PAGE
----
The first thing to know about the total solar eclipse that will track across the Carolinas on Aug. 21 is that, like tickets to a Broadway smash, the choicest seats are taken.
The second thing is that with a roughly 70-mile-wide swath in total eclipse, including North Carolina’s western mountains and a broad slice of South Carolina, all you really need is a clear view of the sky and a safe place to look up.
With eclipse glasses on, but more on that later.
It will be first total solar eclipse in the U.S. since 1979, when the path crossed only five states in the Northwest, and the first to travel coast-to-coast since 1918. The August event will cut across 14 states from the Oregon coast to Charleston, S.C.
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Charlotte will see a partial eclipse for nearly three hours, starting at 1:12 p.m. and peaking at 2:41 p.m. Most places in North Carolina will see a partial eclipse of 90 percent totality or more.
Inside the arc of total eclipse on that Monday afternoon, as the moon briefly covers the sun, Earth will go dark for two minutes or less of utter wonder.
Birds will go quiet. The wind will fade and temperature drop. Stars will glitter like diamonds. In ancient times, we would bang pots and drums to drive away the celestial demon devouring the sun.
More prosaically, Carolinas towns large and small hope to cash in on a lifetime event.
Traffic in the eclipse zone will be a bear. And cloudy skies could ruin everything. But for now, the eclipse zone is abuzz with anticipation.
Bryson City, a town of 1,500 south of Great Smoky Mountains National Park, expects to pull in at least 15,000 eclipse viewers. Rooms for the night before the eclipse are booked solid to visitors from as far as Rhode Island.
Staff at local businesses have worn black, concert-style eclipse T-shirts since May, and will offer eclipse-themed events through the weekend. An eclipse-viewing excursion on the scenic Great Smoky Mountains Railroad sold out a month ago. The Swain County school system pushed the start of school ahead a day, to Tuesday.
“If we’re able to pull people from that far away for this, then I really think this is going to be incredibly big here,” said Karen Proctor Wilmot, executive director of the Swain County Chamber of Commerce.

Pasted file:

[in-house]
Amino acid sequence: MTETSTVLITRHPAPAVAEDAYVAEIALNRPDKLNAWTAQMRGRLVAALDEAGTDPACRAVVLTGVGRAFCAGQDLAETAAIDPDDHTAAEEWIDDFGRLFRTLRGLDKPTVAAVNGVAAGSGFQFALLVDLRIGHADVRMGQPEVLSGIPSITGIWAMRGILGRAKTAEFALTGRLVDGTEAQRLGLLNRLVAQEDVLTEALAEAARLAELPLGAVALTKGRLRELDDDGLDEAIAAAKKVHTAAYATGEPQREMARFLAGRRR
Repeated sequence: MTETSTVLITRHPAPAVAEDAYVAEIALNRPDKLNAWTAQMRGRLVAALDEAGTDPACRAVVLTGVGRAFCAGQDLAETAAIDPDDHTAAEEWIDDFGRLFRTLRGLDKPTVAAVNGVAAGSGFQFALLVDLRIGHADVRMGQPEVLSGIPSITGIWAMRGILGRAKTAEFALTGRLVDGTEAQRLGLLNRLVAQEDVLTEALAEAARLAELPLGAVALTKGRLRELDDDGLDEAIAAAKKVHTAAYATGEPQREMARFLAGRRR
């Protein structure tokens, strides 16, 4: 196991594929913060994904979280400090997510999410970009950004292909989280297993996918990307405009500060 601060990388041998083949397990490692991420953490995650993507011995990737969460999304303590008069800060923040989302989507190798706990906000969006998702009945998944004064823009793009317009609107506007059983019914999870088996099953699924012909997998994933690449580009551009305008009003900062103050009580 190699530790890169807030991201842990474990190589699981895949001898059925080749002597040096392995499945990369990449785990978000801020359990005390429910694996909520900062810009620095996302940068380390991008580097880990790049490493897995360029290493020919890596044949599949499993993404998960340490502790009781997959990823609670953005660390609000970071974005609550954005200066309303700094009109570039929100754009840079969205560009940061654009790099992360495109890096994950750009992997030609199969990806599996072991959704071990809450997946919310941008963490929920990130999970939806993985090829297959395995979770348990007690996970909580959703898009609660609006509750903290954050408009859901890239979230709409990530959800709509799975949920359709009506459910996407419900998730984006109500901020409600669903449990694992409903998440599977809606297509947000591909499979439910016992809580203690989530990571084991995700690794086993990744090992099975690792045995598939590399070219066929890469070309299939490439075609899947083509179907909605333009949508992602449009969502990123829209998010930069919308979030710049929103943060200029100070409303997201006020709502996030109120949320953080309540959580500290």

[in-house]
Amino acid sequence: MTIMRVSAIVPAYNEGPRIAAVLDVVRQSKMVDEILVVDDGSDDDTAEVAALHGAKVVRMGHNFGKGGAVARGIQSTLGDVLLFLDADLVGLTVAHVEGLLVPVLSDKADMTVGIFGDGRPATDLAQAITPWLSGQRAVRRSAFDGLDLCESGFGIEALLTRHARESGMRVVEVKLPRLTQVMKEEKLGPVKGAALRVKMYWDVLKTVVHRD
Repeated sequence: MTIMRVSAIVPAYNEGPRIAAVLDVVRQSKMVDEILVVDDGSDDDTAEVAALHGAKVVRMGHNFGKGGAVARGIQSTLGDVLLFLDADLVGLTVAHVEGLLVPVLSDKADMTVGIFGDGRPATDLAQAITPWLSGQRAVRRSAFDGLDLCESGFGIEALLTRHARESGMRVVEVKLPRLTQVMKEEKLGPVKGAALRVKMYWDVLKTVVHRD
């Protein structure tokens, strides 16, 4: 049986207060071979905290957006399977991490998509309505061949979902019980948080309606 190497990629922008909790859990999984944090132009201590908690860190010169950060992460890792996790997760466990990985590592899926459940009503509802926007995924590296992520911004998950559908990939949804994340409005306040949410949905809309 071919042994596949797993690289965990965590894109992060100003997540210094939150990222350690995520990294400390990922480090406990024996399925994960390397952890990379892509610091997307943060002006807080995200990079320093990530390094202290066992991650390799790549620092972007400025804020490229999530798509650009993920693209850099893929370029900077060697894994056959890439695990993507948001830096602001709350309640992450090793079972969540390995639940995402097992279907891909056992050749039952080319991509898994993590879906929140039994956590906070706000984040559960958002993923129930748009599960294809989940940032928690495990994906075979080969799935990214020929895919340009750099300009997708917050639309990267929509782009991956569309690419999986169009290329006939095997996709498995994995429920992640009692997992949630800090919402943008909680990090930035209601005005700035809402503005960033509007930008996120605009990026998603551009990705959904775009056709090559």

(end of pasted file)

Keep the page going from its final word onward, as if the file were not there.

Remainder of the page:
Made for eclipse
For decades, a federal installation deep in the Blue Ridge Mountains tracked NASA astronauts and Soviet spy satellites. Next month the site, now a science education center, will again turn its giant ears to the sky.
When the solar eclipse tracks across western North Carolina, the Pisgah Astronomical Research Institute near Rosman will power up some of the most advanced equipment in astronomy.
As most viewers gape in awe, PARI’s radio telescopes – including two 85-foot dishes – will be doing real science during the 1 minute 47 seconds of total darkness there.
The telescopes will measure the brightness temperature of the sun’s corona as a function of distance from its surface, possibly detecting evidence of neutral hydrogen in the corona.
A NASA team will launch a high-altitude balloon to live-stream the eclipse from the near-space altitude of 90,000 feet. Three hundred astronomers from around the globe will peer into their instruments.
The center expects 1,000 people at the sold-out event, and has hopes the eclipse will help broaden the center’s audience.
“The way we look at it, this is pretty much made for PARI,” said spokesman Chris Price.
Sellouts and alternatives
Columbia, S.C., bills itself as the total solar eclipse capital of the East Coast. It could also be called the heart of darkness: The eclipse will cut diagonally across South Carolina and is expected to draw up to 1 million visitors.
Columbia will stage more than 50 eclipse events over four days.
“Our football games are definitely always a huge draw, but I think this will probably outweigh that because there are so many things going on all over town that are not confined to one area,” said Dayna Cantelmi of Experience Columbia SC.
A poll of 11 local hotels in early July found 86 percent of their rooms already taken for the Sunday night before the eclipse.
A viewing party at the South Carolina State Museum has sold out its 3,400 tickets, but the large Solar 17 party at Lake Murray will accommodate 3,000 to 5,000 viewers.
The nation’s most heavily-visited national park, Great Smoky Mountains, will get 2 minutes 26 seconds of totality on its Tennessee side.